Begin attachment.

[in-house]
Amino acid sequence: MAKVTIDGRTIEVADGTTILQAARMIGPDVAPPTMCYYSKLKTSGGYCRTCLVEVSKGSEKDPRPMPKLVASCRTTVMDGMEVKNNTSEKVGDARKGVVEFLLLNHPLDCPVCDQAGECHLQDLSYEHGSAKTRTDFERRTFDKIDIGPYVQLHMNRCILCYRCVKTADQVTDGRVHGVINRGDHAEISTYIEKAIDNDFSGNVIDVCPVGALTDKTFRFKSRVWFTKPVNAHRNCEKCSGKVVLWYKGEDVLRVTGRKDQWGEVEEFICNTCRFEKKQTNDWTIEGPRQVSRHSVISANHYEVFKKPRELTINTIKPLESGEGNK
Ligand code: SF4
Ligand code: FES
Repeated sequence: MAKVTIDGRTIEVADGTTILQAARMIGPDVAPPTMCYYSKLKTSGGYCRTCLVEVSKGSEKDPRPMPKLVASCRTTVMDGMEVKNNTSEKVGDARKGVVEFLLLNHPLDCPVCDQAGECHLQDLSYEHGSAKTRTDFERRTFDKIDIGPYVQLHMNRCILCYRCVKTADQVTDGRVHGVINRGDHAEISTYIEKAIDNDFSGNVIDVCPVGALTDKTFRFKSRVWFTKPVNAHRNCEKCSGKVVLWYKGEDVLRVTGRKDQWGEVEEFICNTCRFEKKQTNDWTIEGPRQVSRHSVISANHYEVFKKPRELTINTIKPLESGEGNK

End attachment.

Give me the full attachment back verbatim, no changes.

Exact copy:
[in-house]
Amino acid sequence: MAKVTIDGRTIEVADGTTILQAARMIGPDVAPPTMCYYSKLKTSGGYCRTCLVEVSKGSEKDPRPMPKLVASCRTTVMDGMEVKNNTSEKVGDARKGVVEFLLLNHPLDCPVCDQAGECHLQDLSYEHGSAKTRTDFERRTFDKIDIGPYVQLHMNRCILCYRCVKTADQVTDGRVHGVINRGDHAEISTYIEKAIDNDFSGNVIDVCPVGALTDKTFRFKSRVWFTKPVNAHRNCEKCSGKVVLWYKGEDVLRVTGRKDQWGEVEEFICNTCRFEKKQTNDWTIEGPRQVSRHSVISANHYEVFKKPRELTINTIKPLESGEGNK
Ligand code: SF4
Ligand code: FES
Repeated sequence: MAKVTIDGRTIEVADGTTILQAARMIGPDVAPPTMCYYSKLKTSGGYCRTCLVEVSKGSEKDPRPMPKLVASCRTTVMDGMEVKNNTSEKVGDARKGVVEFLLLNHPLDCPVCDQAGECHLQDLSYEHGSAKTRTDFERRTFDKIDIGPYVQLHMNRCILCYRCVKTADQVTDGRVHGVINRGDHAEISTYIEKAIDNDFSGNVIDVCPVGALTDKTFRFKSRVWFTKPVNAHRNCEKCSGKVVLWYKGEDVLRVTGRKDQWGEVEEFICNTCRFEKKQTNDWTIEGPRQVSRHSVISANHYEVFKKPRELTINTIKPLESGEGNK